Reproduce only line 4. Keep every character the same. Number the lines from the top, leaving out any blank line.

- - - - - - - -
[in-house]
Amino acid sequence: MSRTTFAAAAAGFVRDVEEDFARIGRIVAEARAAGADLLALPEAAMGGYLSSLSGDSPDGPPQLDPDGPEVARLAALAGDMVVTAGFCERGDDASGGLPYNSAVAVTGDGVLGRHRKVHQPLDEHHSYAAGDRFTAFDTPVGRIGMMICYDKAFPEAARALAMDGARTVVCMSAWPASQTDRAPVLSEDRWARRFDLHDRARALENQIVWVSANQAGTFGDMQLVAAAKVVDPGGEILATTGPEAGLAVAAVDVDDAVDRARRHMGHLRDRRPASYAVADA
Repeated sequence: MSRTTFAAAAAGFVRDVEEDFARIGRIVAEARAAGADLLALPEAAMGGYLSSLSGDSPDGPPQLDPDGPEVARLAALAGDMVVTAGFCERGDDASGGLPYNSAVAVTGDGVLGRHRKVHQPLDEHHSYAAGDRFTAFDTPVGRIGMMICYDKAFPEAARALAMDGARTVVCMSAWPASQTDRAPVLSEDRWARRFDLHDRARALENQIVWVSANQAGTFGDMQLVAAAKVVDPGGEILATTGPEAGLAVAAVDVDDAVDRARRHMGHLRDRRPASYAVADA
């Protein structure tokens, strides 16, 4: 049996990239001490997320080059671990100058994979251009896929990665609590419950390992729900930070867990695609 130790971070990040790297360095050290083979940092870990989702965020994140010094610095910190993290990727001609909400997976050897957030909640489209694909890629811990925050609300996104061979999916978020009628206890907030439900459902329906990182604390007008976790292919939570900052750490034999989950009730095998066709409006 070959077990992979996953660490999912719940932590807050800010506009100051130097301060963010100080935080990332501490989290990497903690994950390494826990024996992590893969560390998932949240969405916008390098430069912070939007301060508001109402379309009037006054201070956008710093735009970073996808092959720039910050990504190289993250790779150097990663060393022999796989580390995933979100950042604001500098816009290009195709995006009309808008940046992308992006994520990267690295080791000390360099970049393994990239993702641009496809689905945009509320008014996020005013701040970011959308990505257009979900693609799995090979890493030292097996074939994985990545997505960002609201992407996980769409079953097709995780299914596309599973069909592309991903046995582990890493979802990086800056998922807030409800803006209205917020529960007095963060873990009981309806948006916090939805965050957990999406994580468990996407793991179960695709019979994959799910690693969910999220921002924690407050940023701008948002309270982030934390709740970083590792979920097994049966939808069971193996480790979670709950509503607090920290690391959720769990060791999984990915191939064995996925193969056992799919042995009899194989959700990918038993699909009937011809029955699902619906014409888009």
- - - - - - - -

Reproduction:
């Protein structure tokens, strides 16, 4: 049996990239001490997320080059671990100058994979251009896929990665609590419950390992729900930070867990695609 130790971070990040790297360095050290083979940092870990989702965020994140010094610095910190993290990727001609909400997976050897957030909640489209694909890629811990925050609300996104061979999916978020009628206890907030439900459902329906990182604390007008976790292919939570900052750490034999989950009730095998066709409006 070959077990992979996953660490999912719940932590807050800010506009100051130097301060963010100080935080990332501490989290990497903690994950390494826990024996992590893969560390998932949240969405916008390098430069912070939007301060508001109402379309009037006054201070956008710093735009970073996808092959720039910050990504190289993250790779150097990663060393022999796989580390995933979100950042604001500098816009290009195709995006009309808008940046992308992006994520990267690295080791000390360099970049393994990239993702641009496809689905945009509320008014996020005013701040970011959308990505257009979900693609799995090979890493030292097996074939994985990545997505960002609201992407996980769409079953097709995780299914596309599973069909592309991903046995582990890493979802990086800056998922807030409800803006209205917020529960007095963060873990009981309806948006916090939805965050957990999406994580468990996407793991179960695709019979994959799910690693969910999220921002924690407050940023701008948002309270982030934390709740970083590792979920097994049966939808069971193996480790979670709950509503607090920290690391959720769990060791999984990915191939064995996925193969056992799919042995009899194989959700990918038993699909009937011809029955699902619906014409888009």